Report - Commission on the Humanities and Social Sciences

Report - Commission on the Humanities and Social Sciences


Many public and private organizations contribute to the scholarly

and public vitality of the humanities, social sciences, and natural

sciences. All enhance the pursuit of knowledge, improve policy-making,

and demonstrate in real and tangible ways the essential benefit of these

disciplines to the nation. Each organization has a role in advancing

the recommendations of this report, and all should work together to

provide a much-needed, vigorous voice to champion humanistic and

social scientific work for every level of American society.

How do we understand and manage change if we have no notion of the

past How do we understand ourselves if we have no notion of a society,

culture, or world different from the one in which we live A fully

balanced curriculum—including the humanities, social sciences, and

natural sciences—provides opportunities for integrative thinking and

imagination, for creativity and discovery, and for good citizenship. The

humanities and social sciences are not merely elective, nor are they elite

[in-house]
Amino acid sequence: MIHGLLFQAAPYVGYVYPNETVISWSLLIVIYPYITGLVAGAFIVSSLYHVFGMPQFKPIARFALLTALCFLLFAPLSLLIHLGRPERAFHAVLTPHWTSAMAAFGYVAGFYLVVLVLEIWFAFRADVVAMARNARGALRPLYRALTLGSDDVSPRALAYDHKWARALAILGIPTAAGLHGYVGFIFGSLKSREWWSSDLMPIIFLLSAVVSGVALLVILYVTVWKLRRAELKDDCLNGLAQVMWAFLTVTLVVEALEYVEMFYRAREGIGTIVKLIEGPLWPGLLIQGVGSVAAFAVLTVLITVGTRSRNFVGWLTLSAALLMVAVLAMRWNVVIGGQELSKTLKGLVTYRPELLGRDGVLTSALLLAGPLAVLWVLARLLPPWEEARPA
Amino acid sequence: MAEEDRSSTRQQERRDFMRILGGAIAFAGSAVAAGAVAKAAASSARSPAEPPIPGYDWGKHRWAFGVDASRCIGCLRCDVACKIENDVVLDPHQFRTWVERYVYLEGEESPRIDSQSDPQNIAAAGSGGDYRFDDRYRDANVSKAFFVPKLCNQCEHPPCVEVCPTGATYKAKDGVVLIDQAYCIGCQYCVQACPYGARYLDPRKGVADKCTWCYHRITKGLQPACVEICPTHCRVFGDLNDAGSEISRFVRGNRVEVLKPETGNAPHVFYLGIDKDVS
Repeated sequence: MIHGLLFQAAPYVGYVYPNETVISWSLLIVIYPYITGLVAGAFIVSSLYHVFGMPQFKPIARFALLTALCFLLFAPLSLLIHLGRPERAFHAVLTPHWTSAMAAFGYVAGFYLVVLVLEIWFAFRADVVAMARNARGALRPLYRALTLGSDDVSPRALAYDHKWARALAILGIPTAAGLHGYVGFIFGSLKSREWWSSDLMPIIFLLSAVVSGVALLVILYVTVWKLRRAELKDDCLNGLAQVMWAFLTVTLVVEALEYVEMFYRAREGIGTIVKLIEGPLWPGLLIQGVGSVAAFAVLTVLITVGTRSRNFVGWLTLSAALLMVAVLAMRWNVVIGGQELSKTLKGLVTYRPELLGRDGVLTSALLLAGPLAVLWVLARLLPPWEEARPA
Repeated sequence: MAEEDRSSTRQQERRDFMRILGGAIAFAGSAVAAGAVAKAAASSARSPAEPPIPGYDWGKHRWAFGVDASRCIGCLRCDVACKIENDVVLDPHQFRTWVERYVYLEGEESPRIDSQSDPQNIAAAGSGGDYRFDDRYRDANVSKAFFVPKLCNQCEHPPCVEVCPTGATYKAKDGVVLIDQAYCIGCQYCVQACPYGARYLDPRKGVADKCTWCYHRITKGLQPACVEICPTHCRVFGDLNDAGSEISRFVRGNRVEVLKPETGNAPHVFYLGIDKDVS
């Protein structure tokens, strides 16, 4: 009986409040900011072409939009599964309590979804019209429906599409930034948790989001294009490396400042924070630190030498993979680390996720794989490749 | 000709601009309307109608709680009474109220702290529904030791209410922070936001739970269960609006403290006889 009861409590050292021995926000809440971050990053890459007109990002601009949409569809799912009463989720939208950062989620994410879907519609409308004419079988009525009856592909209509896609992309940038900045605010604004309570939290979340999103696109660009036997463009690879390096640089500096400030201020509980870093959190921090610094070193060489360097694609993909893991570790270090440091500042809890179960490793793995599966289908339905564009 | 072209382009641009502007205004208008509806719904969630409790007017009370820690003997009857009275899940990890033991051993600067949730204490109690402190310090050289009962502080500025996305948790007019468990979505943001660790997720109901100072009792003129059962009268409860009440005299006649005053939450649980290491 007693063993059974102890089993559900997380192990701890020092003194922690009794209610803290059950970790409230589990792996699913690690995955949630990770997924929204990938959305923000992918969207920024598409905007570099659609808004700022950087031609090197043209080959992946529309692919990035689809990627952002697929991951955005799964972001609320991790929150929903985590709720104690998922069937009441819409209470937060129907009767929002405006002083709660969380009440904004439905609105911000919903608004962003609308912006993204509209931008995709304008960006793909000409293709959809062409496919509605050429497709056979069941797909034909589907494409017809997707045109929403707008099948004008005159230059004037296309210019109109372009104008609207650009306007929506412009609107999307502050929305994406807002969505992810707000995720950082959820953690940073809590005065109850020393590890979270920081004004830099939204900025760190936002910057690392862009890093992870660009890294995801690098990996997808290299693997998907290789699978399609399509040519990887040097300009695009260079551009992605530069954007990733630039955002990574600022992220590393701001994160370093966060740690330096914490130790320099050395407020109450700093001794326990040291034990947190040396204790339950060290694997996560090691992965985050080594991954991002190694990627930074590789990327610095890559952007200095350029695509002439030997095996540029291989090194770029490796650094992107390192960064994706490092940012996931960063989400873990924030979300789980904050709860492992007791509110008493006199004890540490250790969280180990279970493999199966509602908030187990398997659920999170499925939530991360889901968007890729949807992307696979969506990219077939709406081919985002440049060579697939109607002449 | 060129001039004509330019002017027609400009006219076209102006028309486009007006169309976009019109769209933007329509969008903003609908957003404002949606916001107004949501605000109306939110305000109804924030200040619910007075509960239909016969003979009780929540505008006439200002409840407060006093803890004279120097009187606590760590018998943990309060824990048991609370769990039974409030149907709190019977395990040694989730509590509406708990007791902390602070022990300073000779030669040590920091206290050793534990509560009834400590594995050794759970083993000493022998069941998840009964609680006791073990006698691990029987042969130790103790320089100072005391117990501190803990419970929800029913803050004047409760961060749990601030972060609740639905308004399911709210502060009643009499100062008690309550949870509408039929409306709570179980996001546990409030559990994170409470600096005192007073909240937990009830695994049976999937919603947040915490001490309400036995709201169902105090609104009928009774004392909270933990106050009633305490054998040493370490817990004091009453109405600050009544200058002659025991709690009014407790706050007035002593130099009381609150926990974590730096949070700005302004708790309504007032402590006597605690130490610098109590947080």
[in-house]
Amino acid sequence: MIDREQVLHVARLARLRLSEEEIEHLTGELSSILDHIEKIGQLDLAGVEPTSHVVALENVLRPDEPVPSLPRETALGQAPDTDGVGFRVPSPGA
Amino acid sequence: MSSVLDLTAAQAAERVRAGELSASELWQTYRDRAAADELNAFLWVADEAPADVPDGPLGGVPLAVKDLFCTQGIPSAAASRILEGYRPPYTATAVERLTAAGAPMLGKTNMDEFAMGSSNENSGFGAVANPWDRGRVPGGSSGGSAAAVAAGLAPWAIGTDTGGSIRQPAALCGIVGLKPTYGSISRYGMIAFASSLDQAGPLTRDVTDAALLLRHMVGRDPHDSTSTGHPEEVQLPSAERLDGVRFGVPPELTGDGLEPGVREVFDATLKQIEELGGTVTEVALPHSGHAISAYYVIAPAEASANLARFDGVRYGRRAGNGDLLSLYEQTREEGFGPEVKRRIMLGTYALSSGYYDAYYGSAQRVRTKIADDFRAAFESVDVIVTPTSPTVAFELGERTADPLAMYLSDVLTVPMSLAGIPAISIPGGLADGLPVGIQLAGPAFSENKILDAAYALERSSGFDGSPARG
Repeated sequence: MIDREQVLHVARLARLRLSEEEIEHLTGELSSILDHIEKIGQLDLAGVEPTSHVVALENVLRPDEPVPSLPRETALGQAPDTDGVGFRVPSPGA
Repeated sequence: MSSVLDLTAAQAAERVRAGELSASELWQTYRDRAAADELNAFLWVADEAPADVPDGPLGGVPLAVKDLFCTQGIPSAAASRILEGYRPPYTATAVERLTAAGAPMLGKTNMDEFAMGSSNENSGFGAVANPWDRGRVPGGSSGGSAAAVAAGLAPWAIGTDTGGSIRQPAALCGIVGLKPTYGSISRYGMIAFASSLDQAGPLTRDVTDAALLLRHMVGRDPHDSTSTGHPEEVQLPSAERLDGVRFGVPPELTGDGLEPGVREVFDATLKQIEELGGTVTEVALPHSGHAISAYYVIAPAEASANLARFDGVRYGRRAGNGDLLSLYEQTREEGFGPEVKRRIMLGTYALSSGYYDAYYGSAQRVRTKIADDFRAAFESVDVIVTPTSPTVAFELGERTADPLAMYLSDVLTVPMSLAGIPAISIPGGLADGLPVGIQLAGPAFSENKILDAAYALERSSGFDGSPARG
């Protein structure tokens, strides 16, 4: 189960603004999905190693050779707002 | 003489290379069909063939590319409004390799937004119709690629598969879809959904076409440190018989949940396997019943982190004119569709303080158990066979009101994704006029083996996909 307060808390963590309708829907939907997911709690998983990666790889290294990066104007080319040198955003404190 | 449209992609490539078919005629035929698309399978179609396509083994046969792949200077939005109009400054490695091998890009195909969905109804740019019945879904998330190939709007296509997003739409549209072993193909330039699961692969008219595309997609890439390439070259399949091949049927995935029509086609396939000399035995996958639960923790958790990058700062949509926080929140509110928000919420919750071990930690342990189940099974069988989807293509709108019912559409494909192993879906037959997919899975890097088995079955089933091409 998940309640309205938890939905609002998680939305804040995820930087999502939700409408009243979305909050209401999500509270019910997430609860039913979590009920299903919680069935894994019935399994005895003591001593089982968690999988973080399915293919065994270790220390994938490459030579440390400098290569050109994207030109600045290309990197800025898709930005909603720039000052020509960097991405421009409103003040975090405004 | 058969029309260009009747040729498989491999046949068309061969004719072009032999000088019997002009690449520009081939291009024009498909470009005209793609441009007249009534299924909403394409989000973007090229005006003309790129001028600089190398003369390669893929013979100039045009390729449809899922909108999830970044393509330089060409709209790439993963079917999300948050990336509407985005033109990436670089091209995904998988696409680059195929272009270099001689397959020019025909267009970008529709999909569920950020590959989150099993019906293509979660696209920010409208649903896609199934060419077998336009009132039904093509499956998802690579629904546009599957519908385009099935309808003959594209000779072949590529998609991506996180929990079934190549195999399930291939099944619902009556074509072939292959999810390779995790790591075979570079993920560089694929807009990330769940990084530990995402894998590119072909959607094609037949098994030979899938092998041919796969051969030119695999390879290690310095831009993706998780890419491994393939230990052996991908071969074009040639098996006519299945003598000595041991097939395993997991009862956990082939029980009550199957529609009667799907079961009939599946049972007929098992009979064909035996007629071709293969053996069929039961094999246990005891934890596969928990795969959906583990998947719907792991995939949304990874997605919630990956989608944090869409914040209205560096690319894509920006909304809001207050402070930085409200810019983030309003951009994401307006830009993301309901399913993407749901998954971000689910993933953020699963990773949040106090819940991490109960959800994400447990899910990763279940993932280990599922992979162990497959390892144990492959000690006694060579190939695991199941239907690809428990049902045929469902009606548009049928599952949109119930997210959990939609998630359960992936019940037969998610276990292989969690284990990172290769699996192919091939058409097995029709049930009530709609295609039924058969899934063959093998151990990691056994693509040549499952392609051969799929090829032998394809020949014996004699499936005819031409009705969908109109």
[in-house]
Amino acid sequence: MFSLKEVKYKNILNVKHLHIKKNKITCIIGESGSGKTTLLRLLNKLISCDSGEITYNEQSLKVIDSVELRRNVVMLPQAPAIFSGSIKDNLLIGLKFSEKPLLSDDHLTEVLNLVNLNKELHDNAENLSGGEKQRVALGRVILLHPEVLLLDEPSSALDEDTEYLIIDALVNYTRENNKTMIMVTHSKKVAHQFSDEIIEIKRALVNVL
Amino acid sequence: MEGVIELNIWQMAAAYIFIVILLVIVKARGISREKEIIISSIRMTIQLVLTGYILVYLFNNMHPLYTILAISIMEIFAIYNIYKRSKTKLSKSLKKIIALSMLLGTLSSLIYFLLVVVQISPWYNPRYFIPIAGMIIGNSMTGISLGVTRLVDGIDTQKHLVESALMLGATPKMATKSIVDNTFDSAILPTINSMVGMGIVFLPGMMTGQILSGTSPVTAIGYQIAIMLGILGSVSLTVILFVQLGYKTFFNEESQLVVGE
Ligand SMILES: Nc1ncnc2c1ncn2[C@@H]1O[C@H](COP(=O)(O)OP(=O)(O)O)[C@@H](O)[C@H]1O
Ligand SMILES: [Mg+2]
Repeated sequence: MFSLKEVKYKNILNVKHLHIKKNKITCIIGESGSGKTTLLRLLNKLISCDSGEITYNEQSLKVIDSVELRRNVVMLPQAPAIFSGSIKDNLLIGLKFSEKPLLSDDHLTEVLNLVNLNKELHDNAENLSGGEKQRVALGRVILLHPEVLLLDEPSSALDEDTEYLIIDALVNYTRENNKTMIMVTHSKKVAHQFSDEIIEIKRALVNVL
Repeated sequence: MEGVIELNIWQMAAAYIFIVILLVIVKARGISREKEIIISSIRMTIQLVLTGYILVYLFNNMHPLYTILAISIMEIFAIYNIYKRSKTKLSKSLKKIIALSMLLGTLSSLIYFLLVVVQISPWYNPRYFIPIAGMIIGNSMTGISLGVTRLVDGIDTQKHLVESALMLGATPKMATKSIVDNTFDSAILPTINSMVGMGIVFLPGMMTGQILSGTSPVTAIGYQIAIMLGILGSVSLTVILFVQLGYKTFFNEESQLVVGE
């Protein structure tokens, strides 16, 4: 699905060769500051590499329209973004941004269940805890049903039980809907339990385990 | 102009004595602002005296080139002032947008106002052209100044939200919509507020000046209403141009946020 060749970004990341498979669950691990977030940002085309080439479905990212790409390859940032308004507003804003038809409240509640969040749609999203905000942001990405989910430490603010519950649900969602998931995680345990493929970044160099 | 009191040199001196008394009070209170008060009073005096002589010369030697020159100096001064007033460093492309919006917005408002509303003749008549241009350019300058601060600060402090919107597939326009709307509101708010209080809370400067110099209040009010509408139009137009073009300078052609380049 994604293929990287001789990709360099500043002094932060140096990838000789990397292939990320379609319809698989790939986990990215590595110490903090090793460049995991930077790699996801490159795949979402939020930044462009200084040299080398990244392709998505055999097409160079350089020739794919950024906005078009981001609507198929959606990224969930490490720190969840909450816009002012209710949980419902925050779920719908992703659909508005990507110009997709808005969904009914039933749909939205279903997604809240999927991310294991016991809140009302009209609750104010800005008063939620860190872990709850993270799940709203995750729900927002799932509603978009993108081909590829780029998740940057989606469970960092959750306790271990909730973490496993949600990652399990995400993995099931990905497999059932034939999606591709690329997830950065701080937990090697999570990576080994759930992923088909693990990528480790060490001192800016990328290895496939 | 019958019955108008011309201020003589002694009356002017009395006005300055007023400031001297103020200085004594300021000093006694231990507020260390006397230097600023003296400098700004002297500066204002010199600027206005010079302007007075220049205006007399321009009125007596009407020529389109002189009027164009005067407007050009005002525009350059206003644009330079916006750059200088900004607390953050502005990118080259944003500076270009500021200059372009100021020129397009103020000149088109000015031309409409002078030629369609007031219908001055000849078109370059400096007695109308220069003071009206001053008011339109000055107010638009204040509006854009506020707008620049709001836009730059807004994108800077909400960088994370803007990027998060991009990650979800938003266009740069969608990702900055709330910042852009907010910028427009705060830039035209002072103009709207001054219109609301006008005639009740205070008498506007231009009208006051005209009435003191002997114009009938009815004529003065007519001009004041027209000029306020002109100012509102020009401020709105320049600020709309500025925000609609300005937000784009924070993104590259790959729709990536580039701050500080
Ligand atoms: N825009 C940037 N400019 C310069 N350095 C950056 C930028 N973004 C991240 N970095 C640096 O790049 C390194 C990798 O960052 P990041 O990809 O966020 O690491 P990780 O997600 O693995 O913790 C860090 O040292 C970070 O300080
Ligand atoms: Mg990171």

or elitist. They go beyond the immediate and instrumental to help us

understand the past and the future. They are necessary and they require

our support in challenging times as well as in times of prosperity. They

are critical to our pursuit of life, liberty, and happiness, as described by

our nation’s founders. They are The Heart of the Matter.

The Humanities promote that kind of tolerance, that degree of healthy self-doubt, which

Learned Hand used to remind us of by quoting Oliver Cromwell in his statement to the Scots:

Consider that “you may be mistaken.” That, after all, was what Learned Hand called the

spirit of liberty. And it’s the spirit of liberty that the humanities are here to promote.

—David Souter, Associate Justice, Supreme Court of the United States (1990–2009)

The Heart of the Matter 61

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